Neptune Software's digital experience platform (DXP) is different: it's built for enterprise developers — by enterprise developers. It's designed to simplify and accelerate the development of custom solutions in SAP-centric IT landscapes. It combines enterprise mobility, digital experience and API-based integration capabilities assembled into a comprehensive toolset that supports enterprise IT teams to industrialize the in-house development via a 'factory-like' approach. The key to convincing enterprise developers is to assist them unobtrusively, allowing them to take advantage of their existing expertise and by utilizing the same set of technologies for rapid application development as mandated by the corporate IT strategy. 

Over the years, we have seen our customers successfully using the DXP platform in many different ways across the globe and various industries & verticals. A proven way to get started is to identify a small project that convinces IT about the productivity gain, demonstrates unprecedented time-to-market to the business and delivers tangible improvements to end-users. This is how Infraserv Höchst rolled out their hands-free plant maintenance solution, empowering service technicians to use voice-controlled smart data glasses instead of having to cope with a tedious paper-based process (read the full story here.) Melchers, a globally active trading company significantly improved the information flow between suppliers, warehouse staff and sales (more details here.) Dennis Kessler, Head of Software Development, explains that:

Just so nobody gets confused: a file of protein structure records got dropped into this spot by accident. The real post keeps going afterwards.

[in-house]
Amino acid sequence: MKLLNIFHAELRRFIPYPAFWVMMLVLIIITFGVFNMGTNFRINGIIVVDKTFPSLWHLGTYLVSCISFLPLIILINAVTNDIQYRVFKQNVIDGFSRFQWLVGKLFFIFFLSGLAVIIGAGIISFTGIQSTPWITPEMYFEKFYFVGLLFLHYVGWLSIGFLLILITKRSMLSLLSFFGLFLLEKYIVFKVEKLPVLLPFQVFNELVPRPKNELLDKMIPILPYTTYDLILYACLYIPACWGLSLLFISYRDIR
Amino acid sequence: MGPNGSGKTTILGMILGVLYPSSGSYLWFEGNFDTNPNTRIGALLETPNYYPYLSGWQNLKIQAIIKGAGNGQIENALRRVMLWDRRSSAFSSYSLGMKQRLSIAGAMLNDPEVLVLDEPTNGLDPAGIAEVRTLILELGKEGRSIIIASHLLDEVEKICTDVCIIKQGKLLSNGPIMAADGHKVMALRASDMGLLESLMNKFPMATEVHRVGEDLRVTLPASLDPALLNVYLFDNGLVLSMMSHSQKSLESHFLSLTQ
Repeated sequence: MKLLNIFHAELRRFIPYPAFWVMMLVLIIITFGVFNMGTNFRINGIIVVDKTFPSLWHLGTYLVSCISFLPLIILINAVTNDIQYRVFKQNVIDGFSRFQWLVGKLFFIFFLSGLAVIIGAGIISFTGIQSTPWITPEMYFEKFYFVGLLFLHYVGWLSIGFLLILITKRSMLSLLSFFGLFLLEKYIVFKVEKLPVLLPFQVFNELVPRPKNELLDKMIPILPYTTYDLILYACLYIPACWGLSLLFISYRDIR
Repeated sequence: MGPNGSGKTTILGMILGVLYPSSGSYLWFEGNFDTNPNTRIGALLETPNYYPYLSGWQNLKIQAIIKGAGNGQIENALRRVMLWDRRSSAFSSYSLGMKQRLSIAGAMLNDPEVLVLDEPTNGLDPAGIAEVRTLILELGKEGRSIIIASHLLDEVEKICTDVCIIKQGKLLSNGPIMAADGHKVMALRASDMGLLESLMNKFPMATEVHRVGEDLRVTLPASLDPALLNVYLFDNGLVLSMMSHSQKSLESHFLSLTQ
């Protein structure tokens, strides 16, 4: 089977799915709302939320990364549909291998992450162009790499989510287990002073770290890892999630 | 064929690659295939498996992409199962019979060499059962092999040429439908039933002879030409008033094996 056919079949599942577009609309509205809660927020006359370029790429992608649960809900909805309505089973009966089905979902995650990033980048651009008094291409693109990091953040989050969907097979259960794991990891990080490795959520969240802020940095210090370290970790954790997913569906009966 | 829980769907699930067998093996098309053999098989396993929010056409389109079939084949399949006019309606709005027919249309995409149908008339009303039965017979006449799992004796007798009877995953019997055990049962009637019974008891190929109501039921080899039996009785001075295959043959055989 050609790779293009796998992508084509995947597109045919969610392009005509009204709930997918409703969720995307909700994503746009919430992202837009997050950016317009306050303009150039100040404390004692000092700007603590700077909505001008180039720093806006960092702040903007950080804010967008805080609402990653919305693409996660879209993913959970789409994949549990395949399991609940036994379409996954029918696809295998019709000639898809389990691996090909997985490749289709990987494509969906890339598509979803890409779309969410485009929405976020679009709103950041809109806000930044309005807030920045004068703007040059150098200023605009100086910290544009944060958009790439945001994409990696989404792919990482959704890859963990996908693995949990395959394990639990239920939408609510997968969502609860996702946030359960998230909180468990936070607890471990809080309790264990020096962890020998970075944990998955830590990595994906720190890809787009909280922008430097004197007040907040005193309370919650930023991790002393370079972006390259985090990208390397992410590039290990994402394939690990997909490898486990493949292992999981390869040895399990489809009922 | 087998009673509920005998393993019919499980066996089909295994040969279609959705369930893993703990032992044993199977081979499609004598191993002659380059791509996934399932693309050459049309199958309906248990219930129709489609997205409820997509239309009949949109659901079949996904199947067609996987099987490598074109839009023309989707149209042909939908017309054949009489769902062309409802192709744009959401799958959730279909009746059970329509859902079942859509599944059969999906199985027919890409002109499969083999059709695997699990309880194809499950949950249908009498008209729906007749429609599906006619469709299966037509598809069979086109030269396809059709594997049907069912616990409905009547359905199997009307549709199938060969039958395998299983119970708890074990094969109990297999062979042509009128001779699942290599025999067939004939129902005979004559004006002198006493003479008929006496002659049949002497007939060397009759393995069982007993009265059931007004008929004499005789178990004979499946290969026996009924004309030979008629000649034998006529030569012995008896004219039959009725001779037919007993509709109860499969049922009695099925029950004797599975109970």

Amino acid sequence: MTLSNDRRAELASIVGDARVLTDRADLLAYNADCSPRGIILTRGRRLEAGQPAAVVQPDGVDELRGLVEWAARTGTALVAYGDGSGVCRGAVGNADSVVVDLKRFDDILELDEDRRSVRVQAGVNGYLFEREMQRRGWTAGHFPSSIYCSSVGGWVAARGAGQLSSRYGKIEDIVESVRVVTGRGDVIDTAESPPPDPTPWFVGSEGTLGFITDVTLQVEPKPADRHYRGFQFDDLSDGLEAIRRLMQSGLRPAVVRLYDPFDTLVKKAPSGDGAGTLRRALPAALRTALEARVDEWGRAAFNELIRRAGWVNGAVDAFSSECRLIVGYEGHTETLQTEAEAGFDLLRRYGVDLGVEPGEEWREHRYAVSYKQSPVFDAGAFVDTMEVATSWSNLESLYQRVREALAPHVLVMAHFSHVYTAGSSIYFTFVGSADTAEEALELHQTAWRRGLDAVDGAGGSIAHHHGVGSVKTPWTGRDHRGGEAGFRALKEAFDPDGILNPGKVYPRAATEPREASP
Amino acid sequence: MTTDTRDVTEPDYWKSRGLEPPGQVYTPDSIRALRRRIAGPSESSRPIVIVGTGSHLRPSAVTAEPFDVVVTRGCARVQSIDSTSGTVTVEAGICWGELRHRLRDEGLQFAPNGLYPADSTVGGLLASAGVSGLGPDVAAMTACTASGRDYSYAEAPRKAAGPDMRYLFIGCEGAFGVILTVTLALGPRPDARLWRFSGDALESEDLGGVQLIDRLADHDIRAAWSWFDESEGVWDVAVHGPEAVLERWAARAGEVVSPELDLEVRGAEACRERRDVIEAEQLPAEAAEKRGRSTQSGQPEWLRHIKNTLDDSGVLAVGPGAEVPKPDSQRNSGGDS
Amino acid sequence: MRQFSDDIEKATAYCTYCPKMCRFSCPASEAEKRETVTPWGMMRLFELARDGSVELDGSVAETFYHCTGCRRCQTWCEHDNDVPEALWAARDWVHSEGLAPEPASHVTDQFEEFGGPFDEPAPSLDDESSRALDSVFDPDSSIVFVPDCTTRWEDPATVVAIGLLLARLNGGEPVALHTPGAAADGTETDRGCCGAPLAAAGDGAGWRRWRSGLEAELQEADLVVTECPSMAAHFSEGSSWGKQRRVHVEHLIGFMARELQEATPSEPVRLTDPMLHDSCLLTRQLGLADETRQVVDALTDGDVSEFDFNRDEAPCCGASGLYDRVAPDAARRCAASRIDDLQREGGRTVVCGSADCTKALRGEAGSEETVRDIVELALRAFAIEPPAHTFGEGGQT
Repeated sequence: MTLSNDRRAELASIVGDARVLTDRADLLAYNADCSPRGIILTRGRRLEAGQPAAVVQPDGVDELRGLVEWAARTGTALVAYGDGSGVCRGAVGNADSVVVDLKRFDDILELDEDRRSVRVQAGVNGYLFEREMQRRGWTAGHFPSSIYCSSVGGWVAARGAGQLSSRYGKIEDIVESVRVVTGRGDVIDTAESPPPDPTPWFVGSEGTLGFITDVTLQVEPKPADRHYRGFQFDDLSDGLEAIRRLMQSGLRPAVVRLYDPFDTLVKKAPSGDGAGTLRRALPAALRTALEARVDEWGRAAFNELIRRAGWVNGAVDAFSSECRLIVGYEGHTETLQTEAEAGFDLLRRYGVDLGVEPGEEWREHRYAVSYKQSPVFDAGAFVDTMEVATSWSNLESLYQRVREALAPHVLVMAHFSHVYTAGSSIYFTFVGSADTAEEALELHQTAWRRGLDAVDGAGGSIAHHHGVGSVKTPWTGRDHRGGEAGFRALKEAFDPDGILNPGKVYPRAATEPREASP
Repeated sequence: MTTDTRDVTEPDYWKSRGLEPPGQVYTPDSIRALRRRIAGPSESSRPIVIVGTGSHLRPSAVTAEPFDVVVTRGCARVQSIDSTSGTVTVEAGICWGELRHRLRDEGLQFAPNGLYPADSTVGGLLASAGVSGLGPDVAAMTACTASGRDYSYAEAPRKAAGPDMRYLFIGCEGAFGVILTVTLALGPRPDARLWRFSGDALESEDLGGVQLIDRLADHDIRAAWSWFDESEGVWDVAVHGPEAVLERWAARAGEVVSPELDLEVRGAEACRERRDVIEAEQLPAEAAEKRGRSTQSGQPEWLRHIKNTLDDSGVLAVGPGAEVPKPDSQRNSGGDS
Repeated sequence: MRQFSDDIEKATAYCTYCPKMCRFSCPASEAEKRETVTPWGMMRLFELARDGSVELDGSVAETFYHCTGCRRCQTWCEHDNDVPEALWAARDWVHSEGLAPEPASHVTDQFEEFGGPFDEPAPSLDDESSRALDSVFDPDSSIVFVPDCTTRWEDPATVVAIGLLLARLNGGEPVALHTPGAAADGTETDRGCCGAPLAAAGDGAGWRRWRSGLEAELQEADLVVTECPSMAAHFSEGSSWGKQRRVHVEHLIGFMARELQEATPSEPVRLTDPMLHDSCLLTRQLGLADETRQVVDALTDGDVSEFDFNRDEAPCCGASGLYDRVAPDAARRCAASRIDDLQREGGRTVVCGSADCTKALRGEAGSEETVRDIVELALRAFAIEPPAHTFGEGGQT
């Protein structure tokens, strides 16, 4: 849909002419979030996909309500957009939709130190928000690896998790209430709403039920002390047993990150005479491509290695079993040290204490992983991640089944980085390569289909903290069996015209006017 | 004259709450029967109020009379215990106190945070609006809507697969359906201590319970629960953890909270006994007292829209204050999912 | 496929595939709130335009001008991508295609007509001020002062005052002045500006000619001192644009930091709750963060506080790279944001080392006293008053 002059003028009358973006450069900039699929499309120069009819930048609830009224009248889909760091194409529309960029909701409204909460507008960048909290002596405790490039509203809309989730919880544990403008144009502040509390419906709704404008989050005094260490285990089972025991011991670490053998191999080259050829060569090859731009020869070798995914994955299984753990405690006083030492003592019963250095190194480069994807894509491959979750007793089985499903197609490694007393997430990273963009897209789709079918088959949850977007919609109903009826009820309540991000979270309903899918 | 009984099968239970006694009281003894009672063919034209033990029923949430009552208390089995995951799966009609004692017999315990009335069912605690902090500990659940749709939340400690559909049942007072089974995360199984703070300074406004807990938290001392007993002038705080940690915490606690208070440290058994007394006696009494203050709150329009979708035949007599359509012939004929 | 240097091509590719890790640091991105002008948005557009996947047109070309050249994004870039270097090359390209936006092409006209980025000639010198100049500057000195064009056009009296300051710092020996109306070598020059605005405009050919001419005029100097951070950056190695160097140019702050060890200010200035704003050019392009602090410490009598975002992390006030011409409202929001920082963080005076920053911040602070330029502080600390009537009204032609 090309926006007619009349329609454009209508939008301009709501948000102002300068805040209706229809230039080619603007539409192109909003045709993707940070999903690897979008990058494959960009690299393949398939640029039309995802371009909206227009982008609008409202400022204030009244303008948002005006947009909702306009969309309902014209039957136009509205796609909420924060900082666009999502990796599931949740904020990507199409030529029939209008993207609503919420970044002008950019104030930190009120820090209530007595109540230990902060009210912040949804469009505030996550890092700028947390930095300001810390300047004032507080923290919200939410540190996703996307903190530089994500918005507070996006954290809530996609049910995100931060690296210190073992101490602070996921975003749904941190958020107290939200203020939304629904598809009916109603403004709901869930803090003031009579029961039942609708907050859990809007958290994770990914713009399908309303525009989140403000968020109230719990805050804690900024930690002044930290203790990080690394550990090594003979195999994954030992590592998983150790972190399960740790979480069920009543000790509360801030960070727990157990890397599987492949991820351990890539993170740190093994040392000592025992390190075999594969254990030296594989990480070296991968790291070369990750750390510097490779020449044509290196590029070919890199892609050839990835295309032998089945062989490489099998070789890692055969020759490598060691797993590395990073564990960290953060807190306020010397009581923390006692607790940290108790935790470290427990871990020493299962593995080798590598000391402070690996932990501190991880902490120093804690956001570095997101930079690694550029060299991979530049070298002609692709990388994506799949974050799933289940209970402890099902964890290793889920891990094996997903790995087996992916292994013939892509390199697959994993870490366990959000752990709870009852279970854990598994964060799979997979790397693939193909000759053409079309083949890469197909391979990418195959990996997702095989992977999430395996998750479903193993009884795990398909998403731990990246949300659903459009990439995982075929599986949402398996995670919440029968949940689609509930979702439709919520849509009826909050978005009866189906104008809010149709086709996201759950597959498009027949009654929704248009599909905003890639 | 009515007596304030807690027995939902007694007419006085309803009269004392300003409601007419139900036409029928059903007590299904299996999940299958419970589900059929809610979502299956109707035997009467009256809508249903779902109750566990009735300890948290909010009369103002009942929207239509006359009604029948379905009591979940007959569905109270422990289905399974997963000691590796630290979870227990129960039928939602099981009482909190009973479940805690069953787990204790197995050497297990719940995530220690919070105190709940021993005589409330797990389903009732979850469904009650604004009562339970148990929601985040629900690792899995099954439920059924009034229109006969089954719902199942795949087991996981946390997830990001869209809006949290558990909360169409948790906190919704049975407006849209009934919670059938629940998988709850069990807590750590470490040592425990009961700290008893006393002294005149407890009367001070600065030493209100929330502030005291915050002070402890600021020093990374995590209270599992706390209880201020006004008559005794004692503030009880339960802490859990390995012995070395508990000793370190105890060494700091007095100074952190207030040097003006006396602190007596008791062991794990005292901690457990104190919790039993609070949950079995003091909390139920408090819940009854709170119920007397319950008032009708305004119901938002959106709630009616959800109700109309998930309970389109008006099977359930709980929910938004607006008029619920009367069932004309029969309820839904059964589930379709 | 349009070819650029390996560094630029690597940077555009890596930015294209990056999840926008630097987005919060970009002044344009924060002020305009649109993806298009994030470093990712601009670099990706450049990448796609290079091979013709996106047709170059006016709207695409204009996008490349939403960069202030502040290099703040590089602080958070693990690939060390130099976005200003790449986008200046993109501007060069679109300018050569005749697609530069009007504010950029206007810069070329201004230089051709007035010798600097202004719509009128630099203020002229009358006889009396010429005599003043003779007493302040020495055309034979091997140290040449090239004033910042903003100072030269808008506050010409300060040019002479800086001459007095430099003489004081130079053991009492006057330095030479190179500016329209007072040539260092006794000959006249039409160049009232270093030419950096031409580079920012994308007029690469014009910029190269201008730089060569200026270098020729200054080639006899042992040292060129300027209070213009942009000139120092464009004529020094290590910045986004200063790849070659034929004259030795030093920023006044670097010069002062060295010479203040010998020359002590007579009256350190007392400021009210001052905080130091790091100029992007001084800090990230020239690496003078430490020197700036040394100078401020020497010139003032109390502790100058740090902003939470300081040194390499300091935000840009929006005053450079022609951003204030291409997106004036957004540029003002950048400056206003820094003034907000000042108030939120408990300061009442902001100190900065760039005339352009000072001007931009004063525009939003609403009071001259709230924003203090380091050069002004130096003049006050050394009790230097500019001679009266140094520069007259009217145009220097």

The strategy at Melchers is clear and it's to keep IT competencies in-house. We know our systems and processes the best, and it makes sense to develop the front-ends for the users by our in-house teams. The Neptune DX Platform has supported us in our agile cooperation with subsidiaries and specialist departments by enabling us to build apps quickly and easily.

The greatest testimonial for us is when we see customers choose Neptune DXP as their strategic development platform of choice. An example is the French Gendarmerie, which has rolled out north of 70 mobile apps for its 100,000 plus staff since 2016 (full story here.) Another example is Johnson & Johnson, which digitally transformed their global supply chain operations with Neptune DXP as explained here

If you want to hear more examples, please check-out the reference stories and customer testimonials on our website. We'd love to hear from you — so please do not hesitate to contact us with your questions. We're here to help.